Of all the elements of divorce, few are quite as contentious as the division of marital assets. Illinois divorces can become especially heated since, unlike in other states, assets are divided “fairly,” rather than equally. Learn more about how assets are divided in an Illinois divorce, and how an experienced attorney can protect your financial future during the process.
Equitable Distribution versus Equal Distribution
While many states distribute property equally in divorce – meaning, the value of the estate is divided equally between both parties – Illinois uses an equitable distribution method. Essentially, this means that the estate is divided “fairly” between the divorcing parties. Unfortunately, everyone has a different perception on what, exactly, fair means.
Negotiation versus Litigation
Divorcing parties can divide their marital estate in one of two ways: they can negotiate a settlement between one another (generally with the aid of a mediator and/or attorneys), or they can take the matter to litigation. If the divorce is negotiated, the definition of fair will depend upon each party’s interpretation of it, their willingness to compromise, and any advice given to them by their attorneys. Parties who cannot agree on settlement terms and those that may be at risk for asset hiding or depreciation may have the term “fair” decided by the courts; this type of divorce is known as the litigated divorce.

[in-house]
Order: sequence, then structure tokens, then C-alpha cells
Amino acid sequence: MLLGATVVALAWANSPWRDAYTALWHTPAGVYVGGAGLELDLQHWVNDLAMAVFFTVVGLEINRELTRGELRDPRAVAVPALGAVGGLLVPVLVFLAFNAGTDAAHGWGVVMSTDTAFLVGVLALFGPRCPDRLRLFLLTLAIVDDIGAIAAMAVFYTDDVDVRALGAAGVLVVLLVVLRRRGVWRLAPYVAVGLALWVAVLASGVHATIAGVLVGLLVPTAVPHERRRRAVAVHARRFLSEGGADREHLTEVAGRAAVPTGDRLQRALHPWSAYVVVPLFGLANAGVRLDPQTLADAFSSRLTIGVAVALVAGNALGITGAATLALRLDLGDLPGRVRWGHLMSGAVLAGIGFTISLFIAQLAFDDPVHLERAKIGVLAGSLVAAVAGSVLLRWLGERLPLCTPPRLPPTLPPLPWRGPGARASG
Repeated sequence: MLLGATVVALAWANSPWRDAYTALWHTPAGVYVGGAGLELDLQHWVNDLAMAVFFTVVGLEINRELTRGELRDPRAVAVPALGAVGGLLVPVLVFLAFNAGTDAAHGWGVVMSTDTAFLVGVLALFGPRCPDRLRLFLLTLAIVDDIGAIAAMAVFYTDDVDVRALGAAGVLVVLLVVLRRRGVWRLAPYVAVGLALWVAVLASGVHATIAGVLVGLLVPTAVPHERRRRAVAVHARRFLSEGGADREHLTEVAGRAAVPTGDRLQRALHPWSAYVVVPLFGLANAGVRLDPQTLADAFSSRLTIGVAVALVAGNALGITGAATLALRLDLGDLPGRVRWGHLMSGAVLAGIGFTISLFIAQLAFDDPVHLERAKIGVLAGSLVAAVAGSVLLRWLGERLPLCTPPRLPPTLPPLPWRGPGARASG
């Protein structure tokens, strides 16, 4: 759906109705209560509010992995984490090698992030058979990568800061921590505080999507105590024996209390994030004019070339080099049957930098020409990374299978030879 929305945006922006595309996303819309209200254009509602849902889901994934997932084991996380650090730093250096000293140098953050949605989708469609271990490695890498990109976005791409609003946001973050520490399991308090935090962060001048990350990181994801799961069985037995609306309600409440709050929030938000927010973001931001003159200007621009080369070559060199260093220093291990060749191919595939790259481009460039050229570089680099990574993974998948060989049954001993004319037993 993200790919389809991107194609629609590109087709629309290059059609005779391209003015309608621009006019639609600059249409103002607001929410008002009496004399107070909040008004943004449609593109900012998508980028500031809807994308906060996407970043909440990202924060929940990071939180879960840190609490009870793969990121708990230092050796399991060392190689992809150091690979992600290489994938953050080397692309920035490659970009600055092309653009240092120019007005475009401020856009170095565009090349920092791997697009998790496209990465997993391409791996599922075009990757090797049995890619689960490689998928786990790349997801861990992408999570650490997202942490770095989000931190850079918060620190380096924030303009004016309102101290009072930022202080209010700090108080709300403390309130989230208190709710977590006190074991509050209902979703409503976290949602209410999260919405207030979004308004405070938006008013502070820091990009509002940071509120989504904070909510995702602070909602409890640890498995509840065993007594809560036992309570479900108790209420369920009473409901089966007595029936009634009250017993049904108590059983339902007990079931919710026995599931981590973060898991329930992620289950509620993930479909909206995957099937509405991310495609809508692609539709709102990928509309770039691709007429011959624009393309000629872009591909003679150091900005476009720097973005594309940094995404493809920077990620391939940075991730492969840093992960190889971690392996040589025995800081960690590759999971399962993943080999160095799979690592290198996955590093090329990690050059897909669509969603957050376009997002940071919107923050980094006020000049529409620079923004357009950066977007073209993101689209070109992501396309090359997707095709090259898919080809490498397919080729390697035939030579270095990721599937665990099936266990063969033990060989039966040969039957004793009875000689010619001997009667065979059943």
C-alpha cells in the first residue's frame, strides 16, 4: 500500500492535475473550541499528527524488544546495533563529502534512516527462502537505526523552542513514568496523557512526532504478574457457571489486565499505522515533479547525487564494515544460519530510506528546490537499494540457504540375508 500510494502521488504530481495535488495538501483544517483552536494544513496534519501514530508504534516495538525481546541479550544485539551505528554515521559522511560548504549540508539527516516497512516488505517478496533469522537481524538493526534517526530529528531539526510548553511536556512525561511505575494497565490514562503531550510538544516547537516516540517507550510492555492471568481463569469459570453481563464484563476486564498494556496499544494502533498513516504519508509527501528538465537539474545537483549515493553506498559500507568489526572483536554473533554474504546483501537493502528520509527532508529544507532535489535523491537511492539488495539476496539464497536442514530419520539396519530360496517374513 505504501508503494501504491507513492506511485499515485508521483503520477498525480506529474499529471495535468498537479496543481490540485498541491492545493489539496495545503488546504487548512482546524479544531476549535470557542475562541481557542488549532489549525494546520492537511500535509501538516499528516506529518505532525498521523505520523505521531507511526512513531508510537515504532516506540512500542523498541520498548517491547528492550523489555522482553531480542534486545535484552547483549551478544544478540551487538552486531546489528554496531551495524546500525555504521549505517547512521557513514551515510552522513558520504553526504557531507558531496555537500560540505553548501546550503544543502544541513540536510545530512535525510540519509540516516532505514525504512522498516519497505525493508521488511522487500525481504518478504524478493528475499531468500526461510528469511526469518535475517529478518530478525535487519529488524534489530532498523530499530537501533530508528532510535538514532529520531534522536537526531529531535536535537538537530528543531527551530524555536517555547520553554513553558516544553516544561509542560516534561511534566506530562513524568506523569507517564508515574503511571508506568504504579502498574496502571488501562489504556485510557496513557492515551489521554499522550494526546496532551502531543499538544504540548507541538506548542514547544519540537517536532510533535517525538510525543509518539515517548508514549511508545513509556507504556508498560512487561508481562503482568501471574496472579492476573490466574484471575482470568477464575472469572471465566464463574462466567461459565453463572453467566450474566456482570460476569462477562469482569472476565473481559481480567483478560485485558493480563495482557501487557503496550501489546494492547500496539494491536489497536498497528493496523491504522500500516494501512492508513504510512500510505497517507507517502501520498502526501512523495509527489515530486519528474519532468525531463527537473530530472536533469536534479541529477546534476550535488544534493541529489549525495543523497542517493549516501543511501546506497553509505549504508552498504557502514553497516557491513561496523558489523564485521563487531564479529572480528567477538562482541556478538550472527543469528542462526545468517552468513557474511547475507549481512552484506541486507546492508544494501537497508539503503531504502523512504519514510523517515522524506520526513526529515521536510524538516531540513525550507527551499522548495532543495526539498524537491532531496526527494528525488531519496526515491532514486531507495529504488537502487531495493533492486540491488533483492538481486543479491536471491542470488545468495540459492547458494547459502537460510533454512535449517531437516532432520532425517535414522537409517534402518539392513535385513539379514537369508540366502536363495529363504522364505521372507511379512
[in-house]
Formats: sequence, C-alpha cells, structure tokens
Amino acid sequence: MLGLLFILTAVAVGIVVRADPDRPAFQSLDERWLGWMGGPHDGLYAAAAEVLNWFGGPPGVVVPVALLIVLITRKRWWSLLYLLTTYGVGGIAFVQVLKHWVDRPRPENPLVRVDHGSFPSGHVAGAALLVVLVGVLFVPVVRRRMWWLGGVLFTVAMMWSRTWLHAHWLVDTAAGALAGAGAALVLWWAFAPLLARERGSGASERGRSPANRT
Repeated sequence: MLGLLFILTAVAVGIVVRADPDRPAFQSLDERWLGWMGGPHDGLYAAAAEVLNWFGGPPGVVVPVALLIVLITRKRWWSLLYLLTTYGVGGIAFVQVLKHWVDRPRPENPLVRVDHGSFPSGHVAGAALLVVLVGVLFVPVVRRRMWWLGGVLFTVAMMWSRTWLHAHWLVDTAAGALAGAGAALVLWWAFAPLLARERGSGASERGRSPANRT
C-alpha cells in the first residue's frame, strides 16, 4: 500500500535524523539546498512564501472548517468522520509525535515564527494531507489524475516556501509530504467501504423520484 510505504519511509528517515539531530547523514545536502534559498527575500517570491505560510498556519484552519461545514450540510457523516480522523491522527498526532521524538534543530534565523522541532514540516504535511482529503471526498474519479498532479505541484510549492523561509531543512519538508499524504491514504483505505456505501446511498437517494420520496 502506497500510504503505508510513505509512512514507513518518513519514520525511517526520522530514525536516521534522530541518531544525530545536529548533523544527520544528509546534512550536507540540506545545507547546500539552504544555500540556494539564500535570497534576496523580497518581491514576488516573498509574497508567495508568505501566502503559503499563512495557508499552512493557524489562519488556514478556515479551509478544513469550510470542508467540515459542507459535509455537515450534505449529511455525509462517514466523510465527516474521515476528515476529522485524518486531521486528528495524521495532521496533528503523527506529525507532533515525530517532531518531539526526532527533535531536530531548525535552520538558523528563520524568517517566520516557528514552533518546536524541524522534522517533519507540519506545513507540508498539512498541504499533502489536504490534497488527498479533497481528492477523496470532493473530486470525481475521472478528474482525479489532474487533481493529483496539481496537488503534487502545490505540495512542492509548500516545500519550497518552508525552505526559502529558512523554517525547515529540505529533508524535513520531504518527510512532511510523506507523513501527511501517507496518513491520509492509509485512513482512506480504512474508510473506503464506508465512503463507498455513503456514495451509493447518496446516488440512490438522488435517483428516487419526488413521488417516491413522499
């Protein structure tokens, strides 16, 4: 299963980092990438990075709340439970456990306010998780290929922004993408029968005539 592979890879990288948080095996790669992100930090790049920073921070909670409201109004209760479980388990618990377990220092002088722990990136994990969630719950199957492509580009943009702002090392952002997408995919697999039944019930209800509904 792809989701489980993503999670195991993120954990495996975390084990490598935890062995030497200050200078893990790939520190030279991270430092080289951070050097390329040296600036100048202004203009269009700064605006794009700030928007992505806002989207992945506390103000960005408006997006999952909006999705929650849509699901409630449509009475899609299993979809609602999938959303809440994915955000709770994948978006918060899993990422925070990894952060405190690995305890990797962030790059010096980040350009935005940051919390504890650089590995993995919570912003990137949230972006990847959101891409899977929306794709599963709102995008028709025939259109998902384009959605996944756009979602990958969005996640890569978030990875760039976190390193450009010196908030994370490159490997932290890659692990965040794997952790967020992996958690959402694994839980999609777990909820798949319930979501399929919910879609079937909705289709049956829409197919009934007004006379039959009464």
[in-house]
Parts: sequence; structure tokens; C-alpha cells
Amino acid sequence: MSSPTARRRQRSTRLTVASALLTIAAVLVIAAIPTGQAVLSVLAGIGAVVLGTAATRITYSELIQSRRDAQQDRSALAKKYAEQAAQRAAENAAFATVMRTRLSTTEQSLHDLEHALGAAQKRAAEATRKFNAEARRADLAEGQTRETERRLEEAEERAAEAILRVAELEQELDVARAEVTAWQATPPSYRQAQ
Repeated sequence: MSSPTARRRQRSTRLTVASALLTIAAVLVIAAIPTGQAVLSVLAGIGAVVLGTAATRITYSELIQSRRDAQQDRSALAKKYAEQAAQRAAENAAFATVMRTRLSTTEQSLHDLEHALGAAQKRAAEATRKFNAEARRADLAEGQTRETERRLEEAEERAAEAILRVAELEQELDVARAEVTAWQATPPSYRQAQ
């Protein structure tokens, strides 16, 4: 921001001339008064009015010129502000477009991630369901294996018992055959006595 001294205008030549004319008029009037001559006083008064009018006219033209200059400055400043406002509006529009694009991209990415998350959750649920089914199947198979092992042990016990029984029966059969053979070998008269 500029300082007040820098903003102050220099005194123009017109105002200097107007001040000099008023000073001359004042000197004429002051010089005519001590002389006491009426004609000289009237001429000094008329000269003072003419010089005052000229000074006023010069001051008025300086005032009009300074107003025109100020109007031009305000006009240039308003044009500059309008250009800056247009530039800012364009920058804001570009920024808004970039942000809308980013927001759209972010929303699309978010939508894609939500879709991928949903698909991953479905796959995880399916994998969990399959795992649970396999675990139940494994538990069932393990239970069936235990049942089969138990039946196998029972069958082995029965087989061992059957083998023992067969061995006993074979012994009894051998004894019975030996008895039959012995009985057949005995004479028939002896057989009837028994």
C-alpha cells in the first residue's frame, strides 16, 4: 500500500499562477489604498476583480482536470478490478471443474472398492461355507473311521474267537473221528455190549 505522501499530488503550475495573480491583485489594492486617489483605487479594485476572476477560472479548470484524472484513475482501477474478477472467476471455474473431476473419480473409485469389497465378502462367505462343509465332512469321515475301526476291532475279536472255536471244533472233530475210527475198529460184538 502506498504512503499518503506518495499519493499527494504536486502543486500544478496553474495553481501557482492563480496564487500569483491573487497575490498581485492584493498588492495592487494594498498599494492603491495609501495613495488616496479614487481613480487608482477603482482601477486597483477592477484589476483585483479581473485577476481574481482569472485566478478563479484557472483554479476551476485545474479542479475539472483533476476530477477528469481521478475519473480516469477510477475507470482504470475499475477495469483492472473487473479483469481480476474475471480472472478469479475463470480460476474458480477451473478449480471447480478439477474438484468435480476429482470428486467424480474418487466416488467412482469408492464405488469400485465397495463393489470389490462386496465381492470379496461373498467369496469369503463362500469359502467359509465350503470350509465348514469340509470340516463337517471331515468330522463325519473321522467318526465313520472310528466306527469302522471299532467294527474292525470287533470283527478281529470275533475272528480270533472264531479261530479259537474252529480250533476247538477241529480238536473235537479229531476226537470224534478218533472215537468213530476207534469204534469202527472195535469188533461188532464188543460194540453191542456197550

Defining the Term “Fair” in an Illinois Courtroom
In an Illinois courtroom, fair is based on a multitude of factors. These can include:
- Each party’s financial and non-financial contributions to the marriage;
- Dissipation of assets by either party;
- Duration of the marriage;
- Standard of living enjoyed during the marriage;
- Age, health, education, station, skills, employability, and occupation of each party;
- Parenting time and allocation of parental responsibilities;
- The time it would take for a disadvantaged spouse to gain the skills, training, or education for gainful employment;
- Tax consequences of any acquired assets;
- Previous obligations of the divorcing parties (i.e. previous marriages);
- Total value of the marital estate;
- Any existing agreements between the parties;
- Alimony awards; and
- Any other factor the court deems relevant.
Contact Our DuPage County Divorce Lawyers
Whether you are planning to negotiate or litigate your divorce, it is crucial that you have an advocate on your side, protecting your financial interests. Davi Law Group, LLC is the firm to trust. Known for our personalized and comprehensive services, our DuPage County divorce lawyers will strive for the most favorable outcome possible in your divorce. Call 630-580-6373 to schedule your consultation with us today.